4. I am a strong believer in biochemical individuality and understand that no one diet will work for everyone. Naturopathic doctors have advanced training in nutrition and I aim to put it to good use when making recommendations to my cancer patients/survivors.

5. I encourage patients to bump up the veggie count. There is good and mounting evidence that not just the amount but the variety of vegetables has a protective effect. Two of the easiest ways to do this are: include one or two veggies with breakfast and eat a salad everyday. My go-to breakfast is steamed or sautéed kale, onion, garlic scrambled with eggs or tofu. Sometimes I just have steamed veggies and rice with a poached egg. Or Oatmeal with a side order of steamed carrots. I have let go of the concept of what is a breakfast food….liberating! For my one salad a day, it’s not too challenging to include 5–6–7 vegetables in that bowl and I can take to work on work days. (I purchase prewashed lettuce when my farm share ends in the winter. I find I use it more if I don’t have to wash it. I love to grate beets and radishes and red cabbage onto my salad and add the usual fare, too, like tomatoes and cucumber. I add some form of protein like a hardboiled egg, leftover grilled chicken or salmon, legumes or nuts, a healthy drizzle with an olive oil and vinegar mix, a forkful of fermented veggies and there’s my yummy salad!) And then another one or two veggies with dinner and I have reached a goal I set for myself of 8–10 veggies a day.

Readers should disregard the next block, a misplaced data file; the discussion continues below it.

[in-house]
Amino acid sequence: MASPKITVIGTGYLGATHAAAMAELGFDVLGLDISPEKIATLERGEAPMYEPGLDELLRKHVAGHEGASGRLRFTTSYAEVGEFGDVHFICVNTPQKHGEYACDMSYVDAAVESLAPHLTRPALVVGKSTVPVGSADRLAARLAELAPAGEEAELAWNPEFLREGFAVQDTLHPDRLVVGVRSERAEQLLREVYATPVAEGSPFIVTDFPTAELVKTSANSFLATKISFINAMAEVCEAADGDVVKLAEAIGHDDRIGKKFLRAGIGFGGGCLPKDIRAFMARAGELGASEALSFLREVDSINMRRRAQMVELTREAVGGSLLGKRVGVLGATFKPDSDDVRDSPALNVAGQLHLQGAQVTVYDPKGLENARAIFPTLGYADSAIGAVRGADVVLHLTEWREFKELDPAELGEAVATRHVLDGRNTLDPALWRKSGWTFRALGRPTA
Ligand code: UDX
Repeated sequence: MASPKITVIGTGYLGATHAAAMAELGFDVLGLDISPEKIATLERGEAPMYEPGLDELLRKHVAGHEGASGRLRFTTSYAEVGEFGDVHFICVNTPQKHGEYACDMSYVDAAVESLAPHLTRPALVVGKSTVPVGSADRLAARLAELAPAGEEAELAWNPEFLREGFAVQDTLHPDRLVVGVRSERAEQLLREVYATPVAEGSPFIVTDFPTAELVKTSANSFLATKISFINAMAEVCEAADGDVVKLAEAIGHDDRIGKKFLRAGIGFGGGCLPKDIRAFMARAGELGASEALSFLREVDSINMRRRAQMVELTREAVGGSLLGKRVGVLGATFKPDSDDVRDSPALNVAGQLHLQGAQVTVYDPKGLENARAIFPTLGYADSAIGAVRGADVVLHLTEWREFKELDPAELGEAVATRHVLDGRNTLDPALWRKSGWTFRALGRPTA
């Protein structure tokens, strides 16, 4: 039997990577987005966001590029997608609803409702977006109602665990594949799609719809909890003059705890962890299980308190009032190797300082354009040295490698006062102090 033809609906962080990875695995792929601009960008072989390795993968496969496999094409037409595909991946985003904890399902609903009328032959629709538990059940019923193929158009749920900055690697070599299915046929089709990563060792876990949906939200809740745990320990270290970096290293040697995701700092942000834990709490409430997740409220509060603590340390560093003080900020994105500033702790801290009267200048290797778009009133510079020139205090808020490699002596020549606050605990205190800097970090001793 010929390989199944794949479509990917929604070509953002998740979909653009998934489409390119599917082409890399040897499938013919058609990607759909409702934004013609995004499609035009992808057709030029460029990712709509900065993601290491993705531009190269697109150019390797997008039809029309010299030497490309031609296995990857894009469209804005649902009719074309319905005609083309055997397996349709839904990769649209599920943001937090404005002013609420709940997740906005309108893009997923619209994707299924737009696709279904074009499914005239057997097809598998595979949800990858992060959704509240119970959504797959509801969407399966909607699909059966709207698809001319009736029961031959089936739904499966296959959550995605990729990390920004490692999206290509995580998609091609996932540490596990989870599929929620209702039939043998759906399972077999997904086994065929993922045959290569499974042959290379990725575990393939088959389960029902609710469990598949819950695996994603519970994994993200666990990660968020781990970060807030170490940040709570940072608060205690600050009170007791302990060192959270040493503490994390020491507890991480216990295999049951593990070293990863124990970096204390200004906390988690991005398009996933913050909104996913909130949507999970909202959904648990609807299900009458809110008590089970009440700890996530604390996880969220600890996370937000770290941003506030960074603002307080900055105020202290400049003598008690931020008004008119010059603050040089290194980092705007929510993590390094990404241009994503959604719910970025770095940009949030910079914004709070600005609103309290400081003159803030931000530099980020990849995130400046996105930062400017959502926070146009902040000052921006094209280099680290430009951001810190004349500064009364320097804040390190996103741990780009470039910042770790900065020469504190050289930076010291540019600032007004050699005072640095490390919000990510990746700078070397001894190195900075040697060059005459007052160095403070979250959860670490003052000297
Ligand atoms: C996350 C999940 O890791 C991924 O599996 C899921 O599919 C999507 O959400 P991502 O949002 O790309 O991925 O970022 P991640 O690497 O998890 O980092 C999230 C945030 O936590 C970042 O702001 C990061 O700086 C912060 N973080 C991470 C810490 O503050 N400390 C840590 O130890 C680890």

6. Consider stopping or at least seriously reducing alcohol intake. Research shows us that the more you drink the more at risk you are for developing certain kinds of cancer.